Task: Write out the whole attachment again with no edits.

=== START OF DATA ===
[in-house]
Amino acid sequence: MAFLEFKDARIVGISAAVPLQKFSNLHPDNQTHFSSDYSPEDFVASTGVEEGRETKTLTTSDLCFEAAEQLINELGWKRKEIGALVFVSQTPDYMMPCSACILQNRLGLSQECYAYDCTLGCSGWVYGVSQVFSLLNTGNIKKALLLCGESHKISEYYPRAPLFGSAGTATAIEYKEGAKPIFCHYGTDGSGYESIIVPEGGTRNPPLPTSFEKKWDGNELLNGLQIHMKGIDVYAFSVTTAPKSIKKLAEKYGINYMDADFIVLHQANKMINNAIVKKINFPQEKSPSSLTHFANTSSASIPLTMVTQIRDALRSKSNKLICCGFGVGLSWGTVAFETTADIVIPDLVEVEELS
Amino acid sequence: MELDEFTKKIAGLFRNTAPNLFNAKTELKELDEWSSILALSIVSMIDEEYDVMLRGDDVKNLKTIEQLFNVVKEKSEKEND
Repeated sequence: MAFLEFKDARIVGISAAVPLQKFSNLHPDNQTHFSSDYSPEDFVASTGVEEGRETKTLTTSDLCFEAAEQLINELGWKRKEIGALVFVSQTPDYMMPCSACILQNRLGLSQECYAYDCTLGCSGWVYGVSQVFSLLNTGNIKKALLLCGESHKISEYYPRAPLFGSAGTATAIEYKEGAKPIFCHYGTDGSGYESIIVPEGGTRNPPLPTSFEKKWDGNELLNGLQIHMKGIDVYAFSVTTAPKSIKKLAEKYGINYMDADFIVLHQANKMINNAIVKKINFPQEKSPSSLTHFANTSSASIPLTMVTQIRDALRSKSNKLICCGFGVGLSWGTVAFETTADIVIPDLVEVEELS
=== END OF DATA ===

[in-house]
Amino acid sequence: MAFLEFKDARIVGISAAVPLQKFSNLHPDNQTHFSSDYSPEDFVASTGVEEGRETKTLTTSDLCFEAAEQLINELGWKRKEIGALVFVSQTPDYMMPCSACILQNRLGLSQECYAYDCTLGCSGWVYGVSQVFSLLNTGNIKKALLLCGESHKISEYYPRAPLFGSAGTATAIEYKEGAKPIFCHYGTDGSGYESIIVPEGGTRNPPLPTSFEKKWDGNELLNGLQIHMKGIDVYAFSVTTAPKSIKKLAEKYGINYMDADFIVLHQANKMINNAIVKKINFPQEKSPSSLTHFANTSSASIPLTMVTQIRDALRSKSNKLICCGFGVGLSWGTVAFETTADIVIPDLVEVEELS
Amino acid sequence: MELDEFTKKIAGLFRNTAPNLFNAKTELKELDEWSSILALSIVSMIDEEYDVMLRGDDVKNLKTIEQLFNVVKEKSEKEND
Repeated sequence: MAFLEFKDARIVGISAAVPLQKFSNLHPDNQTHFSSDYSPEDFVASTGVEEGRETKTLTTSDLCFEAAEQLINELGWKRKEIGALVFVSQTPDYMMPCSACILQNRLGLSQECYAYDCTLGCSGWVYGVSQVFSLLNTGNIKKALLLCGESHKISEYYPRAPLFGSAGTATAIEYKEGAKPIFCHYGTDGSGYESIIVPEGGTRNPPLPTSFEKKWDGNELLNGLQIHMKGIDVYAFSVTTAPKSIKKLAEKYGINYMDADFIVLHQANKMINNAIVKKINFPQEKSPSSLTHFANTSSASIPLTMVTQIRDALRSKSNKLICCGFGVGLSWGTVAFETTADIVIPDLVEVEELS